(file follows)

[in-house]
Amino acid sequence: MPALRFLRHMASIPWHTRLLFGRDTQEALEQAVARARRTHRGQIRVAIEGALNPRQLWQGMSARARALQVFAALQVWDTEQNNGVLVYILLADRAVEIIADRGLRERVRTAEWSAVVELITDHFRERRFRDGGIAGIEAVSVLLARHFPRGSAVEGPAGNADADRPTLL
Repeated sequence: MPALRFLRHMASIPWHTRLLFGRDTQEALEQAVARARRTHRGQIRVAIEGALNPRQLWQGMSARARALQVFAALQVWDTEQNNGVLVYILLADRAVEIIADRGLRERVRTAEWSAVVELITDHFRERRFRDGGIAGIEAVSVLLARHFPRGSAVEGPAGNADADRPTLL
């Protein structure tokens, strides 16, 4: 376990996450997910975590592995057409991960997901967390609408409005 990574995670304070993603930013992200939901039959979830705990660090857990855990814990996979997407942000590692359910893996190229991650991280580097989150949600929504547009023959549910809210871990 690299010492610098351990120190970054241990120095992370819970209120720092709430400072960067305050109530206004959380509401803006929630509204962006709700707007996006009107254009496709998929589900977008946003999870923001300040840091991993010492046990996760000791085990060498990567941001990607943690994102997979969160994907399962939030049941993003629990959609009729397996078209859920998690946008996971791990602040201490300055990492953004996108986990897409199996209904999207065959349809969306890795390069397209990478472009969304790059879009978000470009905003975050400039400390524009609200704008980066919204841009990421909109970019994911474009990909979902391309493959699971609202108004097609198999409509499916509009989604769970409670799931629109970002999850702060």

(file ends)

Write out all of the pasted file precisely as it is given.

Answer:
[in-house]
Amino acid sequence: MPALRFLRHMASIPWHTRLLFGRDTQEALEQAVARARRTHRGQIRVAIEGALNPRQLWQGMSARARALQVFAALQVWDTEQNNGVLVYILLADRAVEIIADRGLRERVRTAEWSAVVELITDHFRERRFRDGGIAGIEAVSVLLARHFPRGSAVEGPAGNADADRPTLL
Repeated sequence: MPALRFLRHMASIPWHTRLLFGRDTQEALEQAVARARRTHRGQIRVAIEGALNPRQLWQGMSARARALQVFAALQVWDTEQNNGVLVYILLADRAVEIIADRGLRERVRTAEWSAVVELITDHFRERRFRDGGIAGIEAVSVLLARHFPRGSAVEGPAGNADADRPTLL
């Protein structure tokens, strides 16, 4: 376990996450997910975590592995057409991960997901967390609408409005 990574995670304070993603930013992200939901039959979830705990660090857990855990814990996979997407942000590692359910893996190229991650991280580097989150949600929504547009023959549910809210871990 690299010492610098351990120190970054241990120095992370819970209120720092709430400072960067305050109530206004959380509401803006929630509204962006709700707007996006009107254009496709998929589900977008946003999870923001300040840091991993010492046990996760000791085990060498990567941001990607943690994102997979969160994907399962939030049941993003629990959609009729397996078209859920998690946008996971791990602040201490300055990492953004996108986990897409199996209904999207065959349809969306890795390069397209990478472009969304790059879009978000470009905003975050400039400390524009609200704008980066919204841009990421909109970019994911474009990909979902391309493959699971609202108004097609198999409509499916509009989604769970409670799931629109970002999850702060």